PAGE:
There is no evidence in the literature that atopy or allergy to inhalant allergens increases risk of autoimmune disease in general or specifically of autoimmune thrombocytopenia. There is a Danish population study investigating a potential association between atopy and autoimmunity but hemolytic anemia or thrombocytopenia were not separately investigated (Skaaby). The conclusion of these authors is there is no relationship between inhalant allergy and autoimmunity, although they could not exclude a very small protective or promotive effect. The autoimmune diseases included were any autoimmune disease, thyroid disease, iritis, inflammatory bowel disease, psoriasis, rheumatoid arthritis and polymyalgia rheumatic. There may be a generalized disruption of immune regulation in subjects with autoimmune thrombocytopenia with evidence of decrease in IL-10 production by Treg cells (Hua). Allergen immunotherapy increases Treg activity and IL-10 production with in vitro allergen challenge, but any relationship of immune dyregulation in atopy and autoimmune thrombocytopenia is based on hypotheticals. Likewise, there is no evidence of a beneficial or harmful effect of allergen immunotherapy on autoimmune disease. A quote from the practice parameter for allergen immunotherapy in 2011 is the following:
“Although concern about the safety of allergen immunotherapy in patients with autoimmune disorders has been raised in the past, there is no substantive evidence that such treatment is harmful in patients with these diseases. Therefore the benefits and risks of allergen immunotherapy in patients with HIV infection, other immunodeficiencies, or autoimmune disorders must be assessed on an individual basis.”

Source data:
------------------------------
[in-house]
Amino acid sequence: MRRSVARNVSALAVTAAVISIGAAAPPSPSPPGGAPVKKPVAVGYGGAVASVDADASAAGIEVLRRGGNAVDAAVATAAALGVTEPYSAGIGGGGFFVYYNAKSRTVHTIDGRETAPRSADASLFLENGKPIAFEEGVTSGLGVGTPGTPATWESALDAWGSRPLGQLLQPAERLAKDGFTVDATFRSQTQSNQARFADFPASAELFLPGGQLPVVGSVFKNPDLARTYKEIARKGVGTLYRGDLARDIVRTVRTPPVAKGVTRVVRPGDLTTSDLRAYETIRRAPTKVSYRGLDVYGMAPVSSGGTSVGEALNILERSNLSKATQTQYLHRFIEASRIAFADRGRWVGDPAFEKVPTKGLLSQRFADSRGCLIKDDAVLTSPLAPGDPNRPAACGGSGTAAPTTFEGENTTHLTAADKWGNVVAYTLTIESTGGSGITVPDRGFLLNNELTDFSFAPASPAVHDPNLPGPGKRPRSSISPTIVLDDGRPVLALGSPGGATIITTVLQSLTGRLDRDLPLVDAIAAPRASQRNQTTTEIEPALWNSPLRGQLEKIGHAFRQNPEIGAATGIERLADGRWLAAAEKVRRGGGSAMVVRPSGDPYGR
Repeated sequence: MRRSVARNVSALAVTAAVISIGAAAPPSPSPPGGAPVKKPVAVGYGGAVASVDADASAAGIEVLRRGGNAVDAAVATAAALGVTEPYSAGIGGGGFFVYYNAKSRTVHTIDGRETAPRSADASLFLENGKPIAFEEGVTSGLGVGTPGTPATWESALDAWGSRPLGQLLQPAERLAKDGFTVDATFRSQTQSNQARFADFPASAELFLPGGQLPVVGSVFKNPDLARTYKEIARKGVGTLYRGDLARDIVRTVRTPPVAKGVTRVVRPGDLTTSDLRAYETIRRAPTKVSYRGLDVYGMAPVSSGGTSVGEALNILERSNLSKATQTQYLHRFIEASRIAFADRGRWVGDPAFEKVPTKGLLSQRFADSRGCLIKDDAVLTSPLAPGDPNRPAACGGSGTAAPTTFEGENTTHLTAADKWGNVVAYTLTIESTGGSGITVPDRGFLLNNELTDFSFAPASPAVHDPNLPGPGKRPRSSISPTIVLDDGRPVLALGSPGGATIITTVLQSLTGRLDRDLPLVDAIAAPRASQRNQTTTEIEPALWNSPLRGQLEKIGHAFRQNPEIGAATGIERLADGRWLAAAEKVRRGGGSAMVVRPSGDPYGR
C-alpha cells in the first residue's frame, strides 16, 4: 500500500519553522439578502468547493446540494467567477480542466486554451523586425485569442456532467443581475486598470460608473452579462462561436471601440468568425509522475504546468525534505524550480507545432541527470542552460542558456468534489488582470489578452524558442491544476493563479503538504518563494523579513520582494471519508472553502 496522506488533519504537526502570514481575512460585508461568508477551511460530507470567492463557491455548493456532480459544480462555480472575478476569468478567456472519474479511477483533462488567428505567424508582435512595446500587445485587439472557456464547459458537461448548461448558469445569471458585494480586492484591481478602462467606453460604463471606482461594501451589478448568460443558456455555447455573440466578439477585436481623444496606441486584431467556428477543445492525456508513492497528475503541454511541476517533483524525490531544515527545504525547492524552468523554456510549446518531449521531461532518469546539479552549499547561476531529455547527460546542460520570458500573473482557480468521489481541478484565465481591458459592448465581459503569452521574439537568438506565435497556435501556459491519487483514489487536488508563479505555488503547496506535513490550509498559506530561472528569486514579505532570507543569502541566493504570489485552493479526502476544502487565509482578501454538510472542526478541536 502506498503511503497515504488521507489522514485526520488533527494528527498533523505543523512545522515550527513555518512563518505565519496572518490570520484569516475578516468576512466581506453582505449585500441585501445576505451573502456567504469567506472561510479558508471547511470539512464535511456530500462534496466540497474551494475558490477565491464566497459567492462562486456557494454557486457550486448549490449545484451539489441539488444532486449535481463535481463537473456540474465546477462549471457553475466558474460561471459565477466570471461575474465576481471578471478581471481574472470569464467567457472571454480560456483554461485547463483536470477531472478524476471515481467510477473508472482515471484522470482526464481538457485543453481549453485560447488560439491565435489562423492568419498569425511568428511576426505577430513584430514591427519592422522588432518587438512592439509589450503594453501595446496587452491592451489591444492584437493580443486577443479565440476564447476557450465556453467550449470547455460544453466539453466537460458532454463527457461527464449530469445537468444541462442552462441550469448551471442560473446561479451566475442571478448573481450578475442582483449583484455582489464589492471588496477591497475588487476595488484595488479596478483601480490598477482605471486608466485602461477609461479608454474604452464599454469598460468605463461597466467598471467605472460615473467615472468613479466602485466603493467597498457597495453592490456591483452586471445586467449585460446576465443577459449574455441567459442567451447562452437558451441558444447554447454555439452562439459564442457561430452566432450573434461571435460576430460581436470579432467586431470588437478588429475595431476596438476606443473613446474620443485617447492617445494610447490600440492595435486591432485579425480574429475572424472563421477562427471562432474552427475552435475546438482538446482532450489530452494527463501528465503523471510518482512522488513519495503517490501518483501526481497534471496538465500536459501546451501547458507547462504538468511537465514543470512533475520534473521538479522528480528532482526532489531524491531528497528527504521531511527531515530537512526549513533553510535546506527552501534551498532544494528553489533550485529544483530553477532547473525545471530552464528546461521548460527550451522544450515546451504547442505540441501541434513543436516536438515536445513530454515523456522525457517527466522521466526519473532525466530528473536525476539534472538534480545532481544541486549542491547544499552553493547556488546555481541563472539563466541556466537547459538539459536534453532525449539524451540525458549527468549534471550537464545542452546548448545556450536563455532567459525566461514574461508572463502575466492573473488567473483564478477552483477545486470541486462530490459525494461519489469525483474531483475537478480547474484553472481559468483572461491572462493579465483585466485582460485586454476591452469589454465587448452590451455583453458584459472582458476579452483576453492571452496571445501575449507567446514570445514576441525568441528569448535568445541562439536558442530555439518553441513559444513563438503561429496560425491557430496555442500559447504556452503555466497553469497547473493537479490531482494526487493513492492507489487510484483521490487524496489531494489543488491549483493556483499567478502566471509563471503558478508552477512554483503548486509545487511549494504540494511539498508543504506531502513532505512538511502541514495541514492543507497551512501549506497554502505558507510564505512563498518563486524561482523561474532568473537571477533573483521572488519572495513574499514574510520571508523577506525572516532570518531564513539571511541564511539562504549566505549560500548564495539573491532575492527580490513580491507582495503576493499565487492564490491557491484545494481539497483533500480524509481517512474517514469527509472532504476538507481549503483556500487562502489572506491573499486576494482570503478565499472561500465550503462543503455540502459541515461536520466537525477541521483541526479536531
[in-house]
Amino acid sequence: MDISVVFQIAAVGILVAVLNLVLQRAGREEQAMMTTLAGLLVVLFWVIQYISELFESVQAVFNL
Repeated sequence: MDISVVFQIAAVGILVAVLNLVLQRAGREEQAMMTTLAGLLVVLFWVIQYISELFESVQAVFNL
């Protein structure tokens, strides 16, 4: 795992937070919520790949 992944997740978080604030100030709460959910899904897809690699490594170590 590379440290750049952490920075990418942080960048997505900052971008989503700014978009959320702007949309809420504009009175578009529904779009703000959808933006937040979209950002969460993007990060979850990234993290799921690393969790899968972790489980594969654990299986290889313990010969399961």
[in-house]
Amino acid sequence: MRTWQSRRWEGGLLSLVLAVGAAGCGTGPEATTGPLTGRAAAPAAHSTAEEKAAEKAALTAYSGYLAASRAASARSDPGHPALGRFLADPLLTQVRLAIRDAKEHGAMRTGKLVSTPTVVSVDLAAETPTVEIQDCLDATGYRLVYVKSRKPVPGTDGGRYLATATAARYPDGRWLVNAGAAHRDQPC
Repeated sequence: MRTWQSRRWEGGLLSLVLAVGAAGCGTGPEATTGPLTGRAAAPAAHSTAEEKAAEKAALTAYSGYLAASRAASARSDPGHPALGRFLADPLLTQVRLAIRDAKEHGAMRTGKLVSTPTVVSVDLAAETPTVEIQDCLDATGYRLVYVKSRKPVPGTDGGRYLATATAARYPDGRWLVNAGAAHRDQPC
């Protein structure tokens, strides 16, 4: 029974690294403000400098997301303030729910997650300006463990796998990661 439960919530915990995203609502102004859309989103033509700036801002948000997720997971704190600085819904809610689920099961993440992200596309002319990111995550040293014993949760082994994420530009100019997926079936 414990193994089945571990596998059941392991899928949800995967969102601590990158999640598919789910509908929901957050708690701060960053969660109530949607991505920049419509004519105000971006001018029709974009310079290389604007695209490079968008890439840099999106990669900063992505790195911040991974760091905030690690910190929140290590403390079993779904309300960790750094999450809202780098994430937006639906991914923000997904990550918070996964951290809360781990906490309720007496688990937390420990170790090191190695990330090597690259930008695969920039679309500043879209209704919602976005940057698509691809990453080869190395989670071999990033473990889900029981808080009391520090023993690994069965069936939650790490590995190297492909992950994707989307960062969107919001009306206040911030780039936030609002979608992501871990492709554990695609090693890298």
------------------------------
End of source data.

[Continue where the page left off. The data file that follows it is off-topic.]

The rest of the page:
Sensitivity to cat, particularly cat albumin, may result in cross-reactivity with other mammalian albumins, notable pig albumin. This cross-reactivity may result in cat allergic subjects having reactions to ingestion of pork (Hilger). There are also reports of cat epithelial sensitivity resulting in reactivity to cow’s milk, beef and pork (Mamikoglu). There is no evidence I can find of a relationship between cat allergy and autoimmune thrombocytopenia.
In summary, I cannot find any information that would explain changes in autoimmune thrombocytopenia due to exposure to cat allergen in a patient with cat sensitivity. Likewise, I cannot relate allergy or allergen immunotherapy with autoimmune thrombocytopenia. I cannot explain the change in platelet count with cat exposure. Although I would not expect any change in the autoimmune thrombocytopenia with cat specific immunotherapy, it is an intriguing question.
I regret I could not provide more insight into your question.
All my best.
Dennis K. Ledford, MD, FAAAAI
Skaaby, Tea, et al. "Specific IgE positivity against inhalant allergens and development of autoimmune disease." Autoimmunity 48.5 (2015): 282-288.
Hua, Fanli, et al. "Aberrant frequency of IL-10-producing B cells and its association with Treg/Th17 in adult primary immune thrombocytopenia patients." BioMed Research International 2014 (2014).
Hilger, C., et al. "Allergic cross‐reactions between cat and pig serum albumin." Allergy 52.2 (1997): 179-187.
Mamikoglu, Bulent. "Beef, pork, and milk allergy (cross reactivity with each other and pet allergies)." Otolaryngology-Head and Neck Surgery 133.4 (2005): 534-537.